Dr. Luke Janssen, McMaster University
Agonists of bitter taste receptors disrupt internal Ca2+ store and airway smooth muscle biochemistry

One of the main signs of asthma is constriction of the airways and reduction in the inability to breathe. This constriction is caused by a band of muscle which wraps around the airways (“airway smooth muscle”), and which is activated by chemicals from nerves or inflammatory cells. Those cause changes in the concentration of other chemicals inside the airway smooth muscle cells, including calcium, which then causes contraction. Several types of drugs that open the airways (“bronchodilators”) are available — such as β-agonists — but these do not fully control asthma. Many patients still suffer from serious asthma attacks which put them in the emergency room or sometimes even kill them. The major asthma drugs available have not changed for several decades: we desperately need a new therapy for asthma to complement the existing tools.

A recent study found certain bitter compounds produce bronchodilation superior to that of the β-agonists. This effect appears not to involve the same signalling pathway used by the β-agonists, but is instead associated with a release of calcium stored inside the airway smooth muscle cell. The rise in calcium concentration which results then opens upcertain ion channels (potassium channels) and causes an electrical change (hyperpolarization) which seems to cause the relaxation. However, several questions remain unanswered, including how/why a bronchodilator releases a unique pool of internally stored calcium (the opposite effect would normally be expected, given that chemicals which cause contraction are widely recognized to act by releasing internal calcium) and what role is played by the electrical changes within that mechanism.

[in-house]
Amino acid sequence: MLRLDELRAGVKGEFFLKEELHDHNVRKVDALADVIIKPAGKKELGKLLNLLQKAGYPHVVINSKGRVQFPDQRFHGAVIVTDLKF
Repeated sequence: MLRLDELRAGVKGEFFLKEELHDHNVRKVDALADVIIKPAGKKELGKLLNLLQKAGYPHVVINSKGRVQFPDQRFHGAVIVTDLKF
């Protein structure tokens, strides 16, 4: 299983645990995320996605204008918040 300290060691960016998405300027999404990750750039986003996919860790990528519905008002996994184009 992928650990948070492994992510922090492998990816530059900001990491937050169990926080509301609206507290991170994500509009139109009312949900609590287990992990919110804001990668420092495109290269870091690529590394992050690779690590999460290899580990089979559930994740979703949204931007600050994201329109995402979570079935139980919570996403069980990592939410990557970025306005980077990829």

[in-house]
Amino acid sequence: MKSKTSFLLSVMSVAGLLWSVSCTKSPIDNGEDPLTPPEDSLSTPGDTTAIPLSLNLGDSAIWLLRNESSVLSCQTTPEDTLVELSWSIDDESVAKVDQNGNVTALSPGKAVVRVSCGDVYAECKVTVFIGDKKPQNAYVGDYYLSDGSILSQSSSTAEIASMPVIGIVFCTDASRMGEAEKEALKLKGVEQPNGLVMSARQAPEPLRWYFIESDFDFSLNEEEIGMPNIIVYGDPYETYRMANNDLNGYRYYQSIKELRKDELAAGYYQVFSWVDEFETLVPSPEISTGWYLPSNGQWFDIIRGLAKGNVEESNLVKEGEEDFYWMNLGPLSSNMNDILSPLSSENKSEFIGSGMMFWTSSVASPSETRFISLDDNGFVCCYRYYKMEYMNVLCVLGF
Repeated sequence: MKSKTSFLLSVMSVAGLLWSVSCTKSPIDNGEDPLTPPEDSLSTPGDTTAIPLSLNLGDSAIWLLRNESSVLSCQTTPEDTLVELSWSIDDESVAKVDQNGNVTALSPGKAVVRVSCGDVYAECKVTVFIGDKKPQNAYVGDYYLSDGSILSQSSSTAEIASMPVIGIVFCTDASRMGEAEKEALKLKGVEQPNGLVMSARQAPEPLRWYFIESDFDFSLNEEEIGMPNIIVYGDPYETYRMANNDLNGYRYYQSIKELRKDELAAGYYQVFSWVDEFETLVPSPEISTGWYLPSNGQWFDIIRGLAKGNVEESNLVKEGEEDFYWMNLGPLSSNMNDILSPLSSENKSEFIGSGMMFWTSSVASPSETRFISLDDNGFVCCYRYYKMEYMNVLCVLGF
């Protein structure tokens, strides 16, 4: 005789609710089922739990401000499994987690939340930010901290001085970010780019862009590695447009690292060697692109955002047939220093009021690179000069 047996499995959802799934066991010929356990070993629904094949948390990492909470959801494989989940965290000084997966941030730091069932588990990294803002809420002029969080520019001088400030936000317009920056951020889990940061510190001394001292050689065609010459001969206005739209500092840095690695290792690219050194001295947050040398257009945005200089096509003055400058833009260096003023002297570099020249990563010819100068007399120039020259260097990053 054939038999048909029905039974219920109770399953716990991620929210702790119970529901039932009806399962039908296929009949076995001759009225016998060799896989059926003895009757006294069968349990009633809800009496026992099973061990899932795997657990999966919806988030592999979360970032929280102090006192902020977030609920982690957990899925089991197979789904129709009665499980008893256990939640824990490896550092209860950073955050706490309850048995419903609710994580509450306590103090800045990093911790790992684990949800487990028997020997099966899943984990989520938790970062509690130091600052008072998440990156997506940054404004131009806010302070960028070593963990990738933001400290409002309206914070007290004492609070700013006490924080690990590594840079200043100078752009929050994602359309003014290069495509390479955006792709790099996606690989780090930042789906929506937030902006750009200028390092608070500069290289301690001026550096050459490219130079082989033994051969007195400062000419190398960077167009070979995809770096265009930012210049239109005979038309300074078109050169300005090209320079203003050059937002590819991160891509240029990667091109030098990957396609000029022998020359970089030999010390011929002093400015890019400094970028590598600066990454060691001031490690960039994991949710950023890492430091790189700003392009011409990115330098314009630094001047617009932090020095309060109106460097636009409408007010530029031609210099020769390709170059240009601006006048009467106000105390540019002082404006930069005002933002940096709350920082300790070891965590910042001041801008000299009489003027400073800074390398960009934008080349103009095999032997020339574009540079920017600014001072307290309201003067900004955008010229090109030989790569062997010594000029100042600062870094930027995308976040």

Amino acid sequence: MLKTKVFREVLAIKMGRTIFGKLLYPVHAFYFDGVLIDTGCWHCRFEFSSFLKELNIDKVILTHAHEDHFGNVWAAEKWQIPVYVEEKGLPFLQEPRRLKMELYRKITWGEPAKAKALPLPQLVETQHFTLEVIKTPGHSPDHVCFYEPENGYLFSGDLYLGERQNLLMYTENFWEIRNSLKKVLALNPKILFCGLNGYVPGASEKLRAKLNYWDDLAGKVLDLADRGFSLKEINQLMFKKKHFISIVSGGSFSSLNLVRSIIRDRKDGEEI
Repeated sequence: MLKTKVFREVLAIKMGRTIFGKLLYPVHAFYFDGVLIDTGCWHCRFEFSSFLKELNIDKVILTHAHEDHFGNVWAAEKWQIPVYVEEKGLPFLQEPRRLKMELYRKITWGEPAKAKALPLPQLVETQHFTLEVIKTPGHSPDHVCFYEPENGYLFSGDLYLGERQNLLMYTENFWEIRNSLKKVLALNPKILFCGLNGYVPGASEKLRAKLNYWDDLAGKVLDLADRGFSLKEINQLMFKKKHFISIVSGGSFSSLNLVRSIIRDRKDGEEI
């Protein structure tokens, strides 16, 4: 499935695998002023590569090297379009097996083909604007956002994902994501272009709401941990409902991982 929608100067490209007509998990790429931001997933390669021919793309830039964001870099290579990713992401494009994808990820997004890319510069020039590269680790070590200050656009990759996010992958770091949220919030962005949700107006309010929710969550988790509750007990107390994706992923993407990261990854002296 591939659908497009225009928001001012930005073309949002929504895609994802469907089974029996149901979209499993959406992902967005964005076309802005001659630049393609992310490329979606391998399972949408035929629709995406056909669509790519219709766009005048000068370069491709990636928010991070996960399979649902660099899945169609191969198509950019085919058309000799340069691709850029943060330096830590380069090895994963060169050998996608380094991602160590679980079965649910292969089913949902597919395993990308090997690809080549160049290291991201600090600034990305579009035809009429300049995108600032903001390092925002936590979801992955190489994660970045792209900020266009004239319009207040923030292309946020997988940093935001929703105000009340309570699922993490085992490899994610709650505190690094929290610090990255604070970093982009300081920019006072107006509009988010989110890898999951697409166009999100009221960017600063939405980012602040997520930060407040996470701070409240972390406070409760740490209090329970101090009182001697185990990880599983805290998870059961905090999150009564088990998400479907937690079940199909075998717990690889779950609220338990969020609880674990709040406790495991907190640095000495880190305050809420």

We will cut thin slices of human or murine lungs and load them with a dye which will let us simultaneously monitor changes in calcium concentration and airway diameter. Strips of airway smooth muscle will be attached to a force sensor in order to record contractions/relaxations. Alternatively, enzymes will be used to break the tissue strips down into single cells which can be studied under the microscope and special electrodes used to measure electrical changes. All of these distinct but complementary techniques will allow us to see how changes in calcium and electrical signals produce a contraction or relaxation. We will use these techniques to examine the actions of the bitter compounds against contractions evoked by a major neurotransmitter (acetylcholine) or a major inflammatory mediator (leukotriene), and to make comparisons with the corresponding actions of β-agonists.

The recent report of the bronchodilatory actions of bitter compounds has excited a great deal of interest in the airway smooth muscle / asthma community. Their findings were quite provocative: that a bronchodilator acts by releasing internally stored calcium (since the opposite would be expected to happen) and hyperpolarizing the membrane through opening of K+ channels (since airway smooth muscle is not normally so sensitive to voltagedependent mechanisms, at least not nearly to the extent that arteries and other muscles are). However, we have offered alternative re-interpretations of their data, and have added to that our own preliminary data which support our novel hypothesis: that disrupting the internal calcium store leads to a complete switch in the way the cell links calcium changes to contraction. In this application, we provide 4 different sets of experiments which will test this hypothesis.